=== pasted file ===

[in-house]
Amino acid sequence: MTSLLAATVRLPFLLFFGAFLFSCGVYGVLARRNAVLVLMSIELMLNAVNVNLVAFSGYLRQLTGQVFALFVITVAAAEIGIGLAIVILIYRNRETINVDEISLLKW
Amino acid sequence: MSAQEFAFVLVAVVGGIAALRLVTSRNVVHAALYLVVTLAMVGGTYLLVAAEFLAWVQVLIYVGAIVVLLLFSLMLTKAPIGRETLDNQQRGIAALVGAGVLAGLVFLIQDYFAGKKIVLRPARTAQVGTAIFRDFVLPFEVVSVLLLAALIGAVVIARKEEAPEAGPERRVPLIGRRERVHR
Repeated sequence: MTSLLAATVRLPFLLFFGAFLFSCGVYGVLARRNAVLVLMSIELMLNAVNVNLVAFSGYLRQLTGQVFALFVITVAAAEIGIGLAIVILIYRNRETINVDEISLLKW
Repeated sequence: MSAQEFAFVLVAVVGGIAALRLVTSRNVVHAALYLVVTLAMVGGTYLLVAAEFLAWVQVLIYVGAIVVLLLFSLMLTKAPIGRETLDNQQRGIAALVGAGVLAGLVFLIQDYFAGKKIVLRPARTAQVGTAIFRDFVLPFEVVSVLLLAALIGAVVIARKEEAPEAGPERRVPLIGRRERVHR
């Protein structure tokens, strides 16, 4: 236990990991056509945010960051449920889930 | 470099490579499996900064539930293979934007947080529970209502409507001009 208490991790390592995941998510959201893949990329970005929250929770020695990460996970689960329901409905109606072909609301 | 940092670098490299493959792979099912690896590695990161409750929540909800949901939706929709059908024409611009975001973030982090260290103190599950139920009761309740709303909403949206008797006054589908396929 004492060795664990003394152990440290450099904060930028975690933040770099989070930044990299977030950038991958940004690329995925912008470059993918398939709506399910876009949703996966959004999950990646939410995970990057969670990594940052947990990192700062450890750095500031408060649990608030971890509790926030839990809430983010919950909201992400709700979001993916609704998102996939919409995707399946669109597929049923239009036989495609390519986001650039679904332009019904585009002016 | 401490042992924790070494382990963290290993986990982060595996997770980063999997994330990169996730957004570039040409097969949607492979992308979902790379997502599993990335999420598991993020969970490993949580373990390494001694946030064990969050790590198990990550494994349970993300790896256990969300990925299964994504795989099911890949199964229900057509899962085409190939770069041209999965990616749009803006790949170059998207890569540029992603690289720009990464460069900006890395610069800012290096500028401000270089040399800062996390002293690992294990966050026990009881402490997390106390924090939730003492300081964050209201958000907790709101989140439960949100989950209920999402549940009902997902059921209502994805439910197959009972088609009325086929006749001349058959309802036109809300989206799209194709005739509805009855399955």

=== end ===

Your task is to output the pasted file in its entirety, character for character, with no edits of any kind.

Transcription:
[in-house]
Amino acid sequence: MTSLLAATVRLPFLLFFGAFLFSCGVYGVLARRNAVLVLMSIELMLNAVNVNLVAFSGYLRQLTGQVFALFVITVAAAEIGIGLAIVILIYRNRETINVDEISLLKW
Amino acid sequence: MSAQEFAFVLVAVVGGIAALRLVTSRNVVHAALYLVVTLAMVGGTYLLVAAEFLAWVQVLIYVGAIVVLLLFSLMLTKAPIGRETLDNQQRGIAALVGAGVLAGLVFLIQDYFAGKKIVLRPARTAQVGTAIFRDFVLPFEVVSVLLLAALIGAVVIARKEEAPEAGPERRVPLIGRRERVHR
Repeated sequence: MTSLLAATVRLPFLLFFGAFLFSCGVYGVLARRNAVLVLMSIELMLNAVNVNLVAFSGYLRQLTGQVFALFVITVAAAEIGIGLAIVILIYRNRETINVDEISLLKW
Repeated sequence: MSAQEFAFVLVAVVGGIAALRLVTSRNVVHAALYLVVTLAMVGGTYLLVAAEFLAWVQVLIYVGAIVVLLLFSLMLTKAPIGRETLDNQQRGIAALVGAGVLAGLVFLIQDYFAGKKIVLRPARTAQVGTAIFRDFVLPFEVVSVLLLAALIGAVVIARKEEAPEAGPERRVPLIGRRERVHR
């Protein structure tokens, strides 16, 4: 236990990991056509945010960051449920889930 | 470099490579499996900064539930293979934007947080529970209502409507001009 208490991790390592995941998510959201893949990329970005929250929770020695990460996970689960329901409905109606072909609301 | 940092670098490299493959792979099912690896590695990161409750929540909800949901939706929709059908024409611009975001973030982090260290103190599950139920009761309740709303909403949206008797006054589908396929 004492060795664990003394152990440290450099904060930028975690933040770099989070930044990299977030950038991958940004690329995925912008470059993918398939709506399910876009949703996966959004999950990646939410995970990057969670990594940052947990990192700062450890750095500031408060649990608030971890509790926030839990809430983010919950909201992400709700979001993916609704998102996939919409995707399946669109597929049923239009036989495609390519986001650039679904332009019904585009002016 | 401490042992924790070494382990963290290993986990982060595996997770980063999997994330990169996730957004570039040409097969949607492979992308979902790379997502599993990335999420598991993020969970490993949580373990390494001694946030064990969050790590198990990550494994349970993300790896256990969300990925299964994504795989099911890949199964229900057509899962085409190939770069041209999965990616749009803006790949170059998207890569540029992603690289720009990464460069900006890395610069800012290096500028401000270089040399800062996390002293690992294990966050026990009881402490997390106390924090939730003492300081964050209201958000907790709101989140439960949100989950209920999402549940009902997902059921209502994805439910197959009972088609009325086929006749001349058959309802036109809300989206799209194709005739509805009855399955």